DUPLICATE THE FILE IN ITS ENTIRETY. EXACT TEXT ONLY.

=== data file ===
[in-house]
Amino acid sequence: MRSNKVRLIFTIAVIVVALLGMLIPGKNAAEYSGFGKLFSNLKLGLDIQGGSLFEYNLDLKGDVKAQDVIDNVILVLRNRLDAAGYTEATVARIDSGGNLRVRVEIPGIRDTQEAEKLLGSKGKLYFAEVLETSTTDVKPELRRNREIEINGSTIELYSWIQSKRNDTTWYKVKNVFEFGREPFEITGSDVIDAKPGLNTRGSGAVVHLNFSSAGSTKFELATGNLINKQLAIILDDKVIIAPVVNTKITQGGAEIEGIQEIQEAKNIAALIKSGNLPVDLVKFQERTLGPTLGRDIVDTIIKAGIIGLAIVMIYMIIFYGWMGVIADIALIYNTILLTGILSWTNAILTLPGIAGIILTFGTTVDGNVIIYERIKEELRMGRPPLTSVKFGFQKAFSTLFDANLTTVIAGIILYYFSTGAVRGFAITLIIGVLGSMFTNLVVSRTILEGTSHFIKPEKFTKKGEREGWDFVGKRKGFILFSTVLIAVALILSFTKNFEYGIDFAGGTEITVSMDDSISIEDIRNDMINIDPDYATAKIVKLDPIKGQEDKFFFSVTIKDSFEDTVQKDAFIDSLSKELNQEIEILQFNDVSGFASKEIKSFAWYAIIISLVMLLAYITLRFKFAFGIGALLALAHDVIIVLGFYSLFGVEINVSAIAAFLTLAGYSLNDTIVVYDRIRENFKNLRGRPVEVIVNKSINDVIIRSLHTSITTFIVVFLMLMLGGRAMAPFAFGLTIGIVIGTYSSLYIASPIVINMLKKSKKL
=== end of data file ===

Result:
[in-house]
Amino acid sequence: MRSNKVRLIFTIAVIVVALLGMLIPGKNAAEYSGFGKLFSNLKLGLDIQGGSLFEYNLDLKGDVKAQDVIDNVILVLRNRLDAAGYTEATVARIDSGGNLRVRVEIPGIRDTQEAEKLLGSKGKLYFAEVLETSTTDVKPELRRNREIEINGSTIELYSWIQSKRNDTTWYKVKNVFEFGREPFEITGSDVIDAKPGLNTRGSGAVVHLNFSSAGSTKFELATGNLINKQLAIILDDKVIIAPVVNTKITQGGAEIEGIQEIQEAKNIAALIKSGNLPVDLVKFQERTLGPTLGRDIVDTIIKAGIIGLAIVMIYMIIFYGWMGVIADIALIYNTILLTGILSWTNAILTLPGIAGIILTFGTTVDGNVIIYERIKEELRMGRPPLTSVKFGFQKAFSTLFDANLTTVIAGIILYYFSTGAVRGFAITLIIGVLGSMFTNLVVSRTILEGTSHFIKPEKFTKKGEREGWDFVGKRKGFILFSTVLIAVALILSFTKNFEYGIDFAGGTEITVSMDDSISIEDIRNDMINIDPDYATAKIVKLDPIKGQEDKFFFSVTIKDSFEDTVQKDAFIDSLSKELNQEIEILQFNDVSGFASKEIKSFAWYAIIISLVMLLAYITLRFKFAFGIGALLALAHDVIIVLGFYSLFGVEINVSAIAAFLTLAGYSLNDTIVVYDRIRENFKNLRGRPVEVIVNKSINDVIIRSLHTSITTFIVVFLMLMLGGRAMAPFAFGLTIGIVIGTYSSLYIASPIVINMLKKSKKL